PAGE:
The lights are on
Microsoft has created a division of its Xbox unit to focus on creating original, television-style entertainment. In addition to the Steven Spielberg Halo project, it's also working on a documentary program that looks at street soccer players around the world.
Every Street United will be an episodic, 30-minute show that focuses on undiscovered street soccer players around the world, in countries inluding the U.S., Spain, Holland, France, Argentina, Brazil, Ghana, and South Korea. Deadline Hollywood reports that the final episode of the series will be shot at the 2014 World Cup.
The show is produced by Mandalay Sports Mediam, and some episodes will be directed by Jonathan Hock, who directed the acclaimed ESPN 30 for 30 documentaries The Best That Never Was (on running back Marcus Dupree) and Survive and Advance (about the 1983 NC State Wolfpack team coached by Jim Valvano).
Reportedly, the show, like many of the Microsoft entertainment projects, will feaure interactive features of some kind.
Source: Deadline Hollywood
Our Take:It's not what I expected from Microsoft, but I'm pleased that they have hired Hock to direct, as the Marcus Dupree 30 for 30 was one of my favorites. It's also a sign that Microsoft has an eye to producing content that appeals not just to the U.S., but Europe and other world markets.
Email the author Matt Helgeson, or follow on Twitter, and Game Informer.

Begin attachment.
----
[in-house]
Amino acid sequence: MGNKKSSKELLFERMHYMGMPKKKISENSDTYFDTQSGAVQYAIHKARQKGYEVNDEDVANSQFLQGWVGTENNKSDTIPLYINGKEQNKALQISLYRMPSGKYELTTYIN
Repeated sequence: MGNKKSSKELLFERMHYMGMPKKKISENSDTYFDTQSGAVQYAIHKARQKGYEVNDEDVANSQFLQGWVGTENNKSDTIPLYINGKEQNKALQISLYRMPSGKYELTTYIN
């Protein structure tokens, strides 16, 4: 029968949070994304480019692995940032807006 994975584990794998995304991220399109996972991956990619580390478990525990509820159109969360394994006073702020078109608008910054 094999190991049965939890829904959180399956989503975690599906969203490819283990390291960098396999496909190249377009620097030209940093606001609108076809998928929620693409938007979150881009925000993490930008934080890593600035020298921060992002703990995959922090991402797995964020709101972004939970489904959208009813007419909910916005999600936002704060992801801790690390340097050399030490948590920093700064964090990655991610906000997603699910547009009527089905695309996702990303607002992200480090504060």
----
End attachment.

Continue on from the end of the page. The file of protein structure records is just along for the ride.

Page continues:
They should have called it Xbox tv
While I'm not really interested in street soccer players, I'm sure there are plenty of people out there who would be (it is the world's biggest sport). I think this shows that Microsoft is thinking outside of the box (no pun intended) to come up with potential exclusive programming that can add value to their service. If they can do this and potentially continue the Games with Gold system, I'd have no problems at all with paying for Gold moving forward, especially with the dedicated servers for all games.
This news has finally swayed me to purchase a 3DS instead of a small house made of Shammies. In all seriousness though it's great that they're making a documentary about street soccer players, it should be very interesting from a cultural perspective.
Lame. Just focus on the games.
So a company that has significantly less presence in Europe wants to make a "tv" show to broadcast to an American audience that has no interest in soccer? Sounds like Microsoft.
Here's a hint MS, check the attendance of ANY United States soccer team, that will be how popular your show will be there. What's next, a documentary on the WNBA?